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What is nudge marketing?

Nudge marketing is a new approach based on human behaviour. The idea is to influence the consumer's "default" choice without infringing on their freedom to decide for themselves. This is achieved through the use of subtle “nudge” strategies.

What is nudge marketing?

Nudge marketing originated in research into behavioural economics by Cass Sunstein and Richard Thaler, who won the Nobel Prize in Economic Sciences in 2017. One of the most widely quoted examples is that of towels in hotels. Guests are now often asked to keep their towel after using it so as not to waste water. By complying with this request, the guest does "something good" for the planet, thereby boosting their self-esteem. The hotel, meanwhile, saves on laundry.

Wide-ranging applications

Nudge marketing can be seen in all sectors. The SNCF used this technique for its Ouigo brand (its low-cost high-speed train offering) to improve the cleanliness of its trains, which had been heavily criticised by passengers. Through the use of specific signage and dustbins disguised as a monster to encourage passengers to bin their waste and adopt the right behaviour, the dissatisfaction with cleanliness spectacularly improved.

Another example comes from cosmetics. La Roche-Posay developed a smart sun patch called My UV Patch. It monitors the user's sun exposure to reduce the risk of skin cancer. Nearly 400,000 patches were distributed in 2016 across 14 countries through pharmacists and dermatologists. The result was an improvement in safe sun behaviour among users and fewer cases of sunburn.

An approach still in its infancy in the financial sector

The approach has been applied in the assurance sector too, although to a more limited extent so far. The best example is the Vitality plan from the South African insurance company Discovery. They reward policyholders who adopt healthy behaviours in everyday life (like watching what they eat and doing exercise) and who therefore reduce their risk of cardiovascular diseases, diabetes, and so on.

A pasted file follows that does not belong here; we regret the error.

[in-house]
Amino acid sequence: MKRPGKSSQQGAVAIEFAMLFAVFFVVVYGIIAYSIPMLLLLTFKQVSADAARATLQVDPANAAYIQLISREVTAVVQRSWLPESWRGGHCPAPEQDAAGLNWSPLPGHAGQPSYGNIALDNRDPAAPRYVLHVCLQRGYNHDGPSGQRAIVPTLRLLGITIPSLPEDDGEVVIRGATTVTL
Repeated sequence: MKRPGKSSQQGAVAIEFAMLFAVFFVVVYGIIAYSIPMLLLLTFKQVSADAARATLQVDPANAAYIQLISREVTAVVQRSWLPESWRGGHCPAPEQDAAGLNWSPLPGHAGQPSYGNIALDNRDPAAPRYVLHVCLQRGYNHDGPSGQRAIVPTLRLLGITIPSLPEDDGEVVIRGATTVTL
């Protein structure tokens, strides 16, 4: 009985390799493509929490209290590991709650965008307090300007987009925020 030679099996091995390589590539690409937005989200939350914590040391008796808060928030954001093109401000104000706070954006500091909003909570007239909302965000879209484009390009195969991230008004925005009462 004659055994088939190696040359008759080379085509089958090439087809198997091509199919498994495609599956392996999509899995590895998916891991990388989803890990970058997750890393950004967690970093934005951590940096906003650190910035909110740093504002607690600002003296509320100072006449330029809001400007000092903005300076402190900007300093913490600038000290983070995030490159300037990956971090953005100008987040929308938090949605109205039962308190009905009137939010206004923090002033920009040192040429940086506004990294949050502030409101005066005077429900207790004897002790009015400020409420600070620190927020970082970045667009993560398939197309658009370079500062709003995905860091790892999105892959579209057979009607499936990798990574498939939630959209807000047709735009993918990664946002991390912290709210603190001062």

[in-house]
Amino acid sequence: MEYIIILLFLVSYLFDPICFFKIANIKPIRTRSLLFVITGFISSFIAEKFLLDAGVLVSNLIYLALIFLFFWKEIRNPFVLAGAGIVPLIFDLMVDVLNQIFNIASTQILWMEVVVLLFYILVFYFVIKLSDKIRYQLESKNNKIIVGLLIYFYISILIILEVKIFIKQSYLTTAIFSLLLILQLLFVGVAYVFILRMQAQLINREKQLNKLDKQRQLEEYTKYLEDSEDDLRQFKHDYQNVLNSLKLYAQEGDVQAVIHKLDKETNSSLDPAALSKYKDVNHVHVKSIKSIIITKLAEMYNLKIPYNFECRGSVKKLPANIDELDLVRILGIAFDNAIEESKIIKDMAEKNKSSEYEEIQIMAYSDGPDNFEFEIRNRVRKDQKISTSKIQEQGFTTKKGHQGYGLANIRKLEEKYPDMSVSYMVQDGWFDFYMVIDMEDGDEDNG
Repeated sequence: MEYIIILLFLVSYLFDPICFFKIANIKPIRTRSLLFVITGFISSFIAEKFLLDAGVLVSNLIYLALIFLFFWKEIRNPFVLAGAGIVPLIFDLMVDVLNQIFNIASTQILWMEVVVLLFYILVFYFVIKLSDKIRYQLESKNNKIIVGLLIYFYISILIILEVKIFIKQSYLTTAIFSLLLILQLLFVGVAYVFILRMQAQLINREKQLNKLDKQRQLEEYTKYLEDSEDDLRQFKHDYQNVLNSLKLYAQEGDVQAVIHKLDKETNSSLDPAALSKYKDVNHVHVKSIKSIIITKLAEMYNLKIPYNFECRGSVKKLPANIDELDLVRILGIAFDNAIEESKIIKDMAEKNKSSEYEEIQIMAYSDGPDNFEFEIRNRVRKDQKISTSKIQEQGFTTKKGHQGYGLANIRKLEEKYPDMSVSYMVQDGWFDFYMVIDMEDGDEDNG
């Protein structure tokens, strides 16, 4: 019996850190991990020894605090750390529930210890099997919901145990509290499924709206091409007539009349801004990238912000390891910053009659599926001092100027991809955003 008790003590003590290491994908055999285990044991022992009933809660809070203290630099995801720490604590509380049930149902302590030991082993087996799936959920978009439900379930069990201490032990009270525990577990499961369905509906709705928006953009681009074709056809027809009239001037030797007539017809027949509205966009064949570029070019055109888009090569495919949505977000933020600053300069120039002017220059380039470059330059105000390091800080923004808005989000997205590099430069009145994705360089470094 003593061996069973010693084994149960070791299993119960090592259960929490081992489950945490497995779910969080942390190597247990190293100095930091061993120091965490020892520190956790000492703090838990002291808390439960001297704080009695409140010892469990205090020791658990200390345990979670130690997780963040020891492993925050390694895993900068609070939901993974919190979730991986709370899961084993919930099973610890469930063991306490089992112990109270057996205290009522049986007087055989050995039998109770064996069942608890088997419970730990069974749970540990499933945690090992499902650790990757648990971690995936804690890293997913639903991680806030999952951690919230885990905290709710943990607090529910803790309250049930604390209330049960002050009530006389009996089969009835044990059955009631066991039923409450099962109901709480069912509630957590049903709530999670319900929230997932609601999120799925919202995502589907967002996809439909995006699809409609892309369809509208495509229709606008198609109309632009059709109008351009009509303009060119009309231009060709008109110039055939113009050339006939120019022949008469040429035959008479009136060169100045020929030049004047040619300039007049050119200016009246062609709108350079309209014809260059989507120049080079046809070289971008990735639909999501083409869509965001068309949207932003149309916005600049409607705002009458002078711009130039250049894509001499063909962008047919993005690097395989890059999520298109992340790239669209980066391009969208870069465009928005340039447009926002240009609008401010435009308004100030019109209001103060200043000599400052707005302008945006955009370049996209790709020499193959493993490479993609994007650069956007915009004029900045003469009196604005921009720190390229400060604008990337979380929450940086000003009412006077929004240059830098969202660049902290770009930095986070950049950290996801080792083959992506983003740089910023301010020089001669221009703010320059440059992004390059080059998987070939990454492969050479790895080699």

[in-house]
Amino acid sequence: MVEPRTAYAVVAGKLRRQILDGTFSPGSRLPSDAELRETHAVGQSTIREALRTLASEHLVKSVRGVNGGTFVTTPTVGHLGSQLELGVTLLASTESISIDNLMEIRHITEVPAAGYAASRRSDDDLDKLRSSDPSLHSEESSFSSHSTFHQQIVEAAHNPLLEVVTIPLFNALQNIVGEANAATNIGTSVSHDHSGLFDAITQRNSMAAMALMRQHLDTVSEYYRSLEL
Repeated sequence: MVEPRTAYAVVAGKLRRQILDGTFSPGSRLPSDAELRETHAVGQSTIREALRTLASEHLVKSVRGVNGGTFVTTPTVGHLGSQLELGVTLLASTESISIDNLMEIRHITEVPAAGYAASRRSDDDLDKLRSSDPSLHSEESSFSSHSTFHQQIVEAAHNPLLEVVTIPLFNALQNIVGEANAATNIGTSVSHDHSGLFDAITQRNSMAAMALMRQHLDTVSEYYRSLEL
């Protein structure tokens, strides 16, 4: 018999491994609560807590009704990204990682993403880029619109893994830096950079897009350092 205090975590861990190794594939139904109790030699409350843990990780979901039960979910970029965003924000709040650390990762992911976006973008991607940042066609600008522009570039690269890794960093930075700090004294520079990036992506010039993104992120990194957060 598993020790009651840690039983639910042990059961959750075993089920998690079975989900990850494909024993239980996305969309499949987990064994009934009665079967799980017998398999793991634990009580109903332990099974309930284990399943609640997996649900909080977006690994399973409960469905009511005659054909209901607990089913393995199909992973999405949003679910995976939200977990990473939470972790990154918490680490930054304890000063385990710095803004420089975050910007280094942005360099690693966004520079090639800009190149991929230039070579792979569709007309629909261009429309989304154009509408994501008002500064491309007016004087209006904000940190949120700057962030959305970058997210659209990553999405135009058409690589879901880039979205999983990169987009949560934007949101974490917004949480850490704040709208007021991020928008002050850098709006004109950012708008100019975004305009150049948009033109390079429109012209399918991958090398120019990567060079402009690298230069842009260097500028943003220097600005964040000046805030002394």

On a funnier note (which still illustrates its effectiveness), the approach has also been used by an American motor insurance company. Every year, policyholders must state how many kilometres they drove the previous year to determine their premium. They must also certify the truth of their statement and sign it. The company compiled a file of 13,000 drivers which it randomly divided into two groups, those who had to certify their statement at the beginning of the form and those who had to do it at the end. It turned out that the first group reported 42,000 km on average whereas the second only reported 30,095 km, a difference which amounts to a potential gain of $500 million across the group. Nudge marketing is most commonly used by governments to increase the effectiveness of their public policies on, for example, health, environmental issues, or encouraging savings to prepare for retirement. It is still struggling to gain ground in the financial sector.

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